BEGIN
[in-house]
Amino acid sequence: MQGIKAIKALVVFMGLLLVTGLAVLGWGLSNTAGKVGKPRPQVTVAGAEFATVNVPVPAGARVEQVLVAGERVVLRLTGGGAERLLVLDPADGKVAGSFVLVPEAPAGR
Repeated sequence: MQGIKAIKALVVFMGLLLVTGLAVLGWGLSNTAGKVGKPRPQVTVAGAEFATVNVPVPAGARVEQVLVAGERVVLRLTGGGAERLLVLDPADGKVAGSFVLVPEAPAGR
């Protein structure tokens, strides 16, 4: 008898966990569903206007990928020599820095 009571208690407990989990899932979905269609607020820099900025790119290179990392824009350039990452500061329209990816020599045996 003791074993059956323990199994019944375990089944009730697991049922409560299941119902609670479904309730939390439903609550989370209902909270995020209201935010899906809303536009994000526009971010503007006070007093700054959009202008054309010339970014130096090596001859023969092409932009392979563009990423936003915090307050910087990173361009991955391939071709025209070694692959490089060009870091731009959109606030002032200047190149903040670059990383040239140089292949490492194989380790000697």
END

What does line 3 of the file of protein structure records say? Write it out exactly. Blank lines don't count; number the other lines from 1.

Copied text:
Repeated sequence: MQGIKAIKALVVFMGLLLVTGLAVLGWGLSNTAGKVGKPRPQVTVAGAEFATVNVPVPAGARVEQVLVAGERVVLRLTGGGAERLLVLDPADGKVAGSFVLVPEAPAGR